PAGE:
Heinrich Haussler wins Australian road race championship

Heinrich Haussler out-paces Caleb Ewan to take 2015 Australian road race championship title

Heinrich Haussler wins the 2015 Australian Road Race championships
(Image credit: Graham Watson)

An old though infamous loss to Mark Cavendish served as motivation for Heinrich Haussler who announced a return to form besting another pint-sized sprinter to win the elite men’s Australian national road championship today.

Haussler out-sprinted hyped neo-pro Caleb Ewan as well as Neil van der Ploeg to claim gold at the end of the 183.6km circuit race in Buninyong, Victoria, despite a mechanical at the finish.

Whilst his victory was convincing the dual with Ewan nonetheless provoked flashbacks to the 2009 edition of Milan-San Remo where Cavendish surpassed the naturalised Australian Haussler on the line.

“I didn’t necessarily learn anything from 2009 but in that last 100m where it was like edge, edge, edge, edge I was just thinking, ‘no, this is not going to happen again. It just can’t.’ I was just looking down trying to get everything out of my legs to get to that line first,” the jubilant 30-year-old said.

“It worked out perfectly in the last kilometre because he [Ewan] followed an attack and then I was on his wheel. It was a full gas headwind and I didn’t know he was going to hit out early but I kind of had the feeling he was. He did and I just waited, waited, waited and in the last moment tried to come around.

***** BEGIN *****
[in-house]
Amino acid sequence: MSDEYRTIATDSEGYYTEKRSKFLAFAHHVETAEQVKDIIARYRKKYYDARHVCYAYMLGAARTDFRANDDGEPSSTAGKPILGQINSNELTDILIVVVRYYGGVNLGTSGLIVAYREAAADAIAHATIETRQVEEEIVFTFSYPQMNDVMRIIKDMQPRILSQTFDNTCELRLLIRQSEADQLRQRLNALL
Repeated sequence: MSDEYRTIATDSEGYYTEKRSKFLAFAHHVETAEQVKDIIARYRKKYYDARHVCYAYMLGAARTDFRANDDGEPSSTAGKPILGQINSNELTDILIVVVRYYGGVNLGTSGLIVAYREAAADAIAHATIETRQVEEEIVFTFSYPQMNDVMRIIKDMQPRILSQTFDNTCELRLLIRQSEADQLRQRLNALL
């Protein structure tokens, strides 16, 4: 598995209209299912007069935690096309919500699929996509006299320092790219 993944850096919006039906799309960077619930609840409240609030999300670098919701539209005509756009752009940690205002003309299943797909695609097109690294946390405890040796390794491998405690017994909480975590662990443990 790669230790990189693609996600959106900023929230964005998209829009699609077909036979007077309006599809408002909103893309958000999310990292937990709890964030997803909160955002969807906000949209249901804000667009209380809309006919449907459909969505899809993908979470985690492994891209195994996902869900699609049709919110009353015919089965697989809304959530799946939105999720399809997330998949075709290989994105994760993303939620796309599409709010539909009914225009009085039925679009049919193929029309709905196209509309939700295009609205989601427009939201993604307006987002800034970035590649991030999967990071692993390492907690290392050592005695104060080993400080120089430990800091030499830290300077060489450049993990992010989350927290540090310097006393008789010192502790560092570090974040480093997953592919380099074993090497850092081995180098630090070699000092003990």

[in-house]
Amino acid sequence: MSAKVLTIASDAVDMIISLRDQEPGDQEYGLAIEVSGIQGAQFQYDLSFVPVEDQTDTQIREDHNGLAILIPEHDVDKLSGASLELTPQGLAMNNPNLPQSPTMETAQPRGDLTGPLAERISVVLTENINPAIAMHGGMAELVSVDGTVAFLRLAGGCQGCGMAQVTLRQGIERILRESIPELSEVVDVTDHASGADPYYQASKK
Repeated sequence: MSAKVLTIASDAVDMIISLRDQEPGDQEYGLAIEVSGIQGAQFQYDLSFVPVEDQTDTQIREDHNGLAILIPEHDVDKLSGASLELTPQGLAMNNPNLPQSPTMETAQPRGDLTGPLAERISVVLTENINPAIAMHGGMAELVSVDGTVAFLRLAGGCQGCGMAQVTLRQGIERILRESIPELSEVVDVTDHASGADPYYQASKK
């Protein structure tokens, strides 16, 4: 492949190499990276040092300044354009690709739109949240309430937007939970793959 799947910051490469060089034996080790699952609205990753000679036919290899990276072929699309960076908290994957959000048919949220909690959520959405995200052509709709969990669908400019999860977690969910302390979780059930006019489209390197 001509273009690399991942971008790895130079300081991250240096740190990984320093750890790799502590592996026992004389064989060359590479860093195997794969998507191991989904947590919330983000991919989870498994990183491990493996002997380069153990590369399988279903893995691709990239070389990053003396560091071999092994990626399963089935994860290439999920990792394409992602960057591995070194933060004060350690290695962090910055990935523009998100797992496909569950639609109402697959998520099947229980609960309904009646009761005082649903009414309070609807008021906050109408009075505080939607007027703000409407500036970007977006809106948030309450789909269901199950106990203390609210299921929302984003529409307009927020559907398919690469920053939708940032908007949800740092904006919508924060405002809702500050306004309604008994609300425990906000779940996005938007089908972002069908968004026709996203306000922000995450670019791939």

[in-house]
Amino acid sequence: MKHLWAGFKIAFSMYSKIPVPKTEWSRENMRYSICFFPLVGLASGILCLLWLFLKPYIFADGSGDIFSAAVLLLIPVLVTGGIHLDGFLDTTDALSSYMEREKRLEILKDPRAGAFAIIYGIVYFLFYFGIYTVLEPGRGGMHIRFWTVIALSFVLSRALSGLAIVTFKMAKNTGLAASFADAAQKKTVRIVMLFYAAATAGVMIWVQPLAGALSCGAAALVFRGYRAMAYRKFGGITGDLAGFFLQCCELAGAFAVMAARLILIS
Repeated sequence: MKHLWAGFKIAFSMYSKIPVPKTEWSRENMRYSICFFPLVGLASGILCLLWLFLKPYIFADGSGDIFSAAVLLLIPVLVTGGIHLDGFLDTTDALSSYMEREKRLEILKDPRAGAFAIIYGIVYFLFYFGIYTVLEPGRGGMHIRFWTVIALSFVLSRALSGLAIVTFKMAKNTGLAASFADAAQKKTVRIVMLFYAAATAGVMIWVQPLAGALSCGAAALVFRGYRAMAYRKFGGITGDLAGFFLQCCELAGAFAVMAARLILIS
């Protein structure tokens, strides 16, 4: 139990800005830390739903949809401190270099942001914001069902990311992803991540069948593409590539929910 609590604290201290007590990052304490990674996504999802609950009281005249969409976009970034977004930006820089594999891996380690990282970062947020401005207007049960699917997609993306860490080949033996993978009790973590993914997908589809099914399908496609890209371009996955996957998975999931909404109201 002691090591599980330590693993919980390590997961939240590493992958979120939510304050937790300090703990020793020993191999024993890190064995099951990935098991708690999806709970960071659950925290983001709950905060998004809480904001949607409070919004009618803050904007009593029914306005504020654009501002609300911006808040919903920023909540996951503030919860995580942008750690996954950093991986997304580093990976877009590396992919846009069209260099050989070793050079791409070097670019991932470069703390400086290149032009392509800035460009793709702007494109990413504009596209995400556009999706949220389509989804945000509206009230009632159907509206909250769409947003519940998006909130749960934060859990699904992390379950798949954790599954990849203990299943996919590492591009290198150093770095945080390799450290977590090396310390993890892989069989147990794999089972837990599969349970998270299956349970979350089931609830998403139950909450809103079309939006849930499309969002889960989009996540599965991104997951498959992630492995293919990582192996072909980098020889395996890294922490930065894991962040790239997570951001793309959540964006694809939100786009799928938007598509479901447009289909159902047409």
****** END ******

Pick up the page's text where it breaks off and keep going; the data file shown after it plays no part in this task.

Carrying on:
“It was a really tough sprint, I mean, the lactic acid was just coming out of my ears at the last 100m.”

Heinrich Haussler wins the 2015 Australian Road Race championships

Heinrich Haussler wins the 2015 Australian Road Race championships
(Image credit: Graham Watson)

A cool and calm Haussler used experience to his advantage in the final 10.2km lap of the race that incorporated the renowned Mt Buninyong climb, where he was dropped only to later re-join rivals on the descent to the finish.

“With two laps to go the guys started attacking. You look at your power meter and they’re sprinting with 600-700 watts. I can do that for 20 seconds maybe but not 30 seconds because I haven’t been training that hard at the moment,” he said. “So in the last climb I knew I had to pace myself. I couldn’t go over the limit otherwise I’d just blow completely. It was a bit of a poker game that it would come back together, six different guys, six different teams, [if] they played cat and mouse I knew I’d have a good chance coming back on the downhill.”

Haussler was part of a 15-man break that established early in the race and he ensured he remained at the forefront of affairs when new selections were established throughout the day. The gold medal winner also proved numbers aren’t always paramount. He started with sole IAM trade team-mate David Tanner against a field comprised of WorldTour and domestic outfits that in some cases had upwards of 10 riders.

None of the major favourites in Cadel Evans or Richie Porte prominently featured in the gruelling event that 57 riders, from 149, finished. Evans came in 52 seconds adrift of the winner in 11th with Porte 22nd.

The elite men’s title concluded the Australian championships that saw Peta Mullens win the gold medal in the women’s race on Saturday ahead of Rachel Neylan and Shara Gillow. Miles Scotson claimed the under-23 men’s title.

Haussler will debut the green and gold jersey later this month at the Tour Down Under in which he is hopeful of winning a stage before moving onto the Tour of Qatar and then another Spring Classics campaign that is set to include a Milan-San Remo title tilt.

Twitter: @SophieSmith86

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